Essential oils for antibacterial benefits:

Antibacterial and antifungal activity of ten essential oils in vitro
Author information
1Regional Medical Research Centre, (Indian Council of Medical Research), Bhubaneswar, India.

The essential oils of aegle, ageratum, citronella, eucalyptus, geranium, lemongrass, orange, palmarosa, patchouli and
peppermint, were tested for antibacterial activity against 22 bacteria, including Gram-positive cocci and rods and
Gram-negative rods, and twelve fungi (3 yeast-like and 9 filamentous) by the disc diffusion method. Lemongrass,
eucalyptus, peppermint and orange oils were effective against all the 22 bacterial strains. Aegle and palmarosa oils
inhibited 21 bacteria; patchouli and ageratum oils inhibited 20 bacteria and citronella and geranium oils were inhibitory to 15
and 12 bacterial strains, respectively. All twelve fungi were inhibited by seven oils (aegle, citronella, geranium, lemongrass,
orange, palmarosa and patchouli). Eucalyptus and peppermint oils were effective against eleven fungi. Ageratum oil was
inhibitory to only four fungi tested. The MIC of eucalyptus, lemongrass, palmarosa and peppermint oils ranged from 0.16 to >
20 microliters ml-1 for eighteen bacteria and from 0.25 to 10 microliters ml-1 for twelve fungi.
Immune-modifying and antimicrobial effects of Eucalyptus oil and simple inhalation devices.

Eucalyptus oil (EO) and its major component, 1,8-cineole, have antimicrobial effects against many
bacteria, including Mycobacterium tuberculosis and methicillin-resistant Staphylococcus aureus (MRSA),
viruses, and fungi (including Candida). Surprisingly for an antimicrobial substance, there are also
immune-stimulatory, anti-inflammatory, antioxidant, analgesic, and spasmolytic effects. Of the white blood
cells, monocytes and macrophages are most affected, especially with increased phagocytic activity.
Application by either vapor inhalation or oral route provides benefit for both purulent and non-purulent
respiratory problems, such as bronchitis, asthma, and chronic obstructive pulmonary disease (COPD).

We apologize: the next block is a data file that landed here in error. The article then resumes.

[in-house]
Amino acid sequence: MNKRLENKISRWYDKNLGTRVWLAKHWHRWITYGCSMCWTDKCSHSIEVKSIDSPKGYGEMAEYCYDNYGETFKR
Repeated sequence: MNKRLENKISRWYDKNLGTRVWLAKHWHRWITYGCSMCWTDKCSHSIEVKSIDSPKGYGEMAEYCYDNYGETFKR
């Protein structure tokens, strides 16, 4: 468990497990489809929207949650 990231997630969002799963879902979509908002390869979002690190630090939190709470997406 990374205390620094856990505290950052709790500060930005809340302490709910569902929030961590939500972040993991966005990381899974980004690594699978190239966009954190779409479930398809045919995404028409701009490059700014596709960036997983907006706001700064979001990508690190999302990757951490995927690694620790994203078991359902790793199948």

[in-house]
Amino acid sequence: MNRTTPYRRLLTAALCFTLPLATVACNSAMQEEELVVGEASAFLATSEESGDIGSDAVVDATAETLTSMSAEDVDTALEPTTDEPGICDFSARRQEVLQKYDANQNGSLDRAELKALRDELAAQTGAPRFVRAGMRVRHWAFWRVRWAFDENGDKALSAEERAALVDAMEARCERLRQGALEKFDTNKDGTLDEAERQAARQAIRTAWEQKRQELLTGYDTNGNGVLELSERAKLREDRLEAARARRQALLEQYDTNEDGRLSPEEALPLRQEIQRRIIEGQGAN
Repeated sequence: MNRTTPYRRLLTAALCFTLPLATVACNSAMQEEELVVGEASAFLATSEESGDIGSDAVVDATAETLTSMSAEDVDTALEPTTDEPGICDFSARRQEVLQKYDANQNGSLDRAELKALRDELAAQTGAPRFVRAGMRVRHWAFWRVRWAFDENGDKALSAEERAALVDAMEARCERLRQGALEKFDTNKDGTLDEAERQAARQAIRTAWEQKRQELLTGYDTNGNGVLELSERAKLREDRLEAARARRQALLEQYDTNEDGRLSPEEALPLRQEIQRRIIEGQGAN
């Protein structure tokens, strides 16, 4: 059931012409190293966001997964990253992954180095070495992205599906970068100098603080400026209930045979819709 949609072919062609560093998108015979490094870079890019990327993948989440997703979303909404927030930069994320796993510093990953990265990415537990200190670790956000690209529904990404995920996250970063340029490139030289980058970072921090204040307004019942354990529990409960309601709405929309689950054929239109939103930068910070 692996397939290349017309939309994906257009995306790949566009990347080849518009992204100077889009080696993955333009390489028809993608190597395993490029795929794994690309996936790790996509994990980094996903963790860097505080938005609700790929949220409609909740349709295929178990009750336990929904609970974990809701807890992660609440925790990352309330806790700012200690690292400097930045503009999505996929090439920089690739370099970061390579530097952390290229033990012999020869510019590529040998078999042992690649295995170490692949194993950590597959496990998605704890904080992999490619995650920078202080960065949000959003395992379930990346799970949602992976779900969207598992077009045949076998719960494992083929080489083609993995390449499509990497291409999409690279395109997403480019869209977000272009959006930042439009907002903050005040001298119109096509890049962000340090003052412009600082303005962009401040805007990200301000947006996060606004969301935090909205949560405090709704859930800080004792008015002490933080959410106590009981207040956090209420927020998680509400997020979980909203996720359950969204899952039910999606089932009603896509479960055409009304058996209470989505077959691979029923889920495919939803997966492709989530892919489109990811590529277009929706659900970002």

There is a long history of folk usage with a good safety record. More recently, the biochemical details
behind these effects have been clarified. Although other plant oils may be more microbiologically active,
the safety of moderate doses of EO and its broad-spectrum antimicrobial action make it an attractive
alternative to pharmaceuticals. EO has also been shown to offset the myelotoxicity of one chemotherapy
agent. Whether this is a general attribute that does not decrease the benefit of chemotherapy remains to
be determined. This article also provides instruction on how to assemble inexpensive devices for vapor
Potential of rosemary oil to be used in drug-resistant infections.

To evaluate the antimicrobial activity potential of the essential oil of rosemary specifically for its efficacy
against the drug-resistant mutants of Mycobacterium smegmatis, Escherichia coli, and Candida albicans.
Antibacterial, antifungal, and drug resistance-modifying activity was evaluated both qualitatively and
quantitatively following disc diffusion and broth dilution assay procedures.
The rosemary essential oil was found to be more active against the gram-positive pathogenic bacteria
except E. faecalis and drug-resistant mutants of E. coli, compared to gram-negative bacteria. Similarly, it
was found to be more active toward nonfilamentous, filamentous, dermatophytic pathogenic fungi and
drug-resistant mutants of Candida albicans.
Our findings suggest that characterization and isolation of the active compound(s) from the rosemary oil
may be useful in counteracting gram-positive bacterial, fungal, and drug-resistant infections.
Antimicrobial activity of clove and rosemary essential oils alone and in combination.

In the present study, the antimicrobial activity of the essential oils from clove (Syzygium aromaticum (L.)
Merr. et Perry) and rosemary (Rosmarinus officinalis L.) was tested alone and in combination. The
compositions of the oils were analysed by GC/MS. Minimum inhibitory concentrations (MIC) against three
Gram-positive bacteria, three Gram-negative bacteria and two fungi were determined for the essential oils
and their mixtures. Furthermore, time-kill dynamic processes of clove and rosemary essential oils against
Staphylococcus epidermidis, Escherichia coli and Candida albicans were tested. Both essential oils
possessed significant antimicrobial effects against all microorganisms tested. The MICs of clove oil ranged
from 0.062% to 0.500% (v/v), while the MICs of rosemary oil ranged from 0.125% to 1.000% (v/v). The
antimicrobial activity of combinations of the two essential oils indicated their additive, synergistic or
antagonistic effects against individual microorganism tests. The time-kill curves of clove and rosemary
essential oils towards three strains showed clearly bactericidal and fungicidal processes of (1)/(2) x MIC,
MIC, MBC and 2 x MIC.
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